- We have to work with individuals who are in and out of the criminal justice system. This would include treatment for mental illness and substance abuse disorders. Working individually to break these cycles and promote prosperity in Black communities.
- We need to work with Police Departments to give diversity training to officers to combat their personal biases.
- Black Lives Matter uses an approach to addressing the social determinants of health. This creates an increase in resources for mental health and substance abuse treatment, more community programming, and increases in educational and employment opportunities for Black communities
These things give more opportunities to those who previously might have had to turn to criminal activities to provide for themselves and their families (American Public Health Association, 2018).
The American Public Health Association (2018) urges increasing funding for research for the consequences of police brutality on both, and individual and community levels.
- More research will make it easier for policy change and the implementation of new laws to protect citizens.
- This should also include the elimination of laws, policies, and union contracts that allow for the criminalization of black populations and protect police officers from accountability and discipline (American Public Health Association, 2018).
In conclusion, Police brutality is not a new issue. Despite protests and social outrage, police brutality is still a serious problem that is destroying marginalized communities. White supremacists have been using the media to spread fear and racism in the public justifying the criminalization of the Black community.
This has been detrimental to Black males who are profiled and experience police brutality at higher rates. It is everyone’s basic human rights to the same wealth, privileges, and opportunities.
We have failed our Black males who are funneled in and out of the criminal justice system. We need to see changes on all levels if we’re going to be able to fix these terrible wrongs.
A Brief History of the Drug War. (n.d.). Retrieved June 18, 2020, from https://www.drugpolicy.org/issues/brief-history-drug-war
Agee, C. (2017). Crisis and Redemption: The History of American Police Reform since World War II. Journal of Urban History, 009614421770546.
American Civil Liberties Union. (n.d.) Racial Profiling: Definition. Retrieved February 25, 2020, from https://www.aclu.org/other/racial-profiling-definition
American Public Health Association. (2018, November 18). Addressing Law Enforcement Violence as a Public Health Issue. Retrieved March 12, 2020, from https://www.apha.org/policies-and-advocacy/public-health-policy-statements/policy-database/2019/01/29/law-enforcement-violence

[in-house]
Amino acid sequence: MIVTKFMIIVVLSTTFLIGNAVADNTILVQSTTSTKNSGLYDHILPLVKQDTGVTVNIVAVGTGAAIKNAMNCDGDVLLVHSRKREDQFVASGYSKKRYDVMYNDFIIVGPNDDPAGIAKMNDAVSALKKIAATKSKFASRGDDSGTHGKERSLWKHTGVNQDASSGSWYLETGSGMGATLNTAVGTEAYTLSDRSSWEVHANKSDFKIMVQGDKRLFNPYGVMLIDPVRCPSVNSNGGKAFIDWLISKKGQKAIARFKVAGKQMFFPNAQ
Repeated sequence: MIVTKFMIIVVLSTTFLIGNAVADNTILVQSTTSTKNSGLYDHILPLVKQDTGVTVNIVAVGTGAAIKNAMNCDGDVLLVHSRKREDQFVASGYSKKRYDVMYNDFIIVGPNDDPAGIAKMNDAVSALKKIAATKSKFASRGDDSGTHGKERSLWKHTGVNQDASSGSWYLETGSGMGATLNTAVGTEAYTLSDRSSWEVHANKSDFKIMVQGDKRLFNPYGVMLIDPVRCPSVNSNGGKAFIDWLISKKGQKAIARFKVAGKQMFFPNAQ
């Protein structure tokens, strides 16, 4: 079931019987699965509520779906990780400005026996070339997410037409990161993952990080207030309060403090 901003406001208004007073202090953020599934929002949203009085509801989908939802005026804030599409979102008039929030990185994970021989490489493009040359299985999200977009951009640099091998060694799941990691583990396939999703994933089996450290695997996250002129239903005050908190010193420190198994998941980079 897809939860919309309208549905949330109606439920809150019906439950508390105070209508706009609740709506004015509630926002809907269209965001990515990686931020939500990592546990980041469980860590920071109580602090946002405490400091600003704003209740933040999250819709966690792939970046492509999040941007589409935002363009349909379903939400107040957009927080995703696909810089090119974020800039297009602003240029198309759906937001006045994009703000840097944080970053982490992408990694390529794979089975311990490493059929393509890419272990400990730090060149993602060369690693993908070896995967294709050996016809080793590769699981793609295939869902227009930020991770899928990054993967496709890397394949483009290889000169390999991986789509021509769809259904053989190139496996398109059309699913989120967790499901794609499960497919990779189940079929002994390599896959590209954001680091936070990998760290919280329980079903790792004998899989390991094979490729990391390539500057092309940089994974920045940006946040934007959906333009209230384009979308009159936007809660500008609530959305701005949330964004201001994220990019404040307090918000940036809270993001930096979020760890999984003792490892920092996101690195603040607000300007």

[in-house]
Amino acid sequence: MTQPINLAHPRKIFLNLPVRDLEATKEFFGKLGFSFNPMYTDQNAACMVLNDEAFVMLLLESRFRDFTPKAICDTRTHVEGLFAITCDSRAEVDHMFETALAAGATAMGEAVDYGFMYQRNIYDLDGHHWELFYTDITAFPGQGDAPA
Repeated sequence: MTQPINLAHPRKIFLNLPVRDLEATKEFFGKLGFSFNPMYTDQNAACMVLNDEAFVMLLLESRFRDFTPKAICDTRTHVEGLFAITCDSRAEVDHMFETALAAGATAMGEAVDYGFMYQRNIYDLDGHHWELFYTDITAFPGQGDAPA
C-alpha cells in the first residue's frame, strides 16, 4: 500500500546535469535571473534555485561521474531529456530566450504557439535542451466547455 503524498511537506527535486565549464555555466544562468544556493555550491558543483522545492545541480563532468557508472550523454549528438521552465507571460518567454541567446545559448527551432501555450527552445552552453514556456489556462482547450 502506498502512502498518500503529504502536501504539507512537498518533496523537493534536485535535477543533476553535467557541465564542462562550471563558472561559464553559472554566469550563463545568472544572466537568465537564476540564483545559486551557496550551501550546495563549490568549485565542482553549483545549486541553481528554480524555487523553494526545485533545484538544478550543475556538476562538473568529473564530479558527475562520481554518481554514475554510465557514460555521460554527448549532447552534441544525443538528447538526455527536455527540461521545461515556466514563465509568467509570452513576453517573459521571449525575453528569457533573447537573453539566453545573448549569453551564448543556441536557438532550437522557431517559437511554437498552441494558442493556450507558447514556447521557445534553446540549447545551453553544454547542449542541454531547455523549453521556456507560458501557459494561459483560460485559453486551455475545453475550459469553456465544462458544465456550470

Alang, S., McAlpine, D., McCreedy, E., & Hardeman, R. (2017). Police Brutality and Black Health: Setting the Agenda for Public Health Scholars. American Journal of Public Health, 107(5), 662-665.
Civil Rights Movement. (n.d.). Retrieved June 18, 2020, from https://www.adl.org/education/resources/backgrounders/civil-rights-movement
Cooper, H. (2015). War on Drugs Policing and Police Brutality. Substance Use & Misuse, 50(8-9), 1188-1194.
Hansen, C. (2019, July 10). Slave Patrols: An Early Form of American Policing. Retrieved February 18, 2020, from https://lawenforcementmuseum.org/2019/07/10/slave-patrols-an-early-form-of-american-policing
History.com Editors. (2010, June 01). Black Codes. Retrieved June 18, 2020, from https://www.history.com/topics/black-history/black-codes
Mapping Police Violence. (n.d.). Retrieved February 8, 2020, from https://mappingpoliceviolence.org/
Pratt-Harris, N., Sinclair, M., Bragg, C., Williams, N., Ture, K., Smith, B., . . . Brown, L. (2016). Police-involved homicide of unarmed Black males: Observations by Black scholars in the midst of the April 2015 Baltimore uprising. Journal of Human Behavior in the Social Environment, 26(3-4), 377-389.
The History of Police Brutality, and What it Means for You. (n.d.). Retrieved February 18, 2020, from https://www.hg.org/legal-articles/the-history-of-police-brutality-and-what-it-means-for-you-40344
White Supremacist. (n.d.). Retrieved June 18, 2020, from https://www.merriam-webster.com/dictionary/white supremacist
U.S. Census Bureau QuickFacts: United States. (2020, June 25). Retrieved July 09, 2020, from https://www.census.gov/quickfacts/fact/table/US/PST045219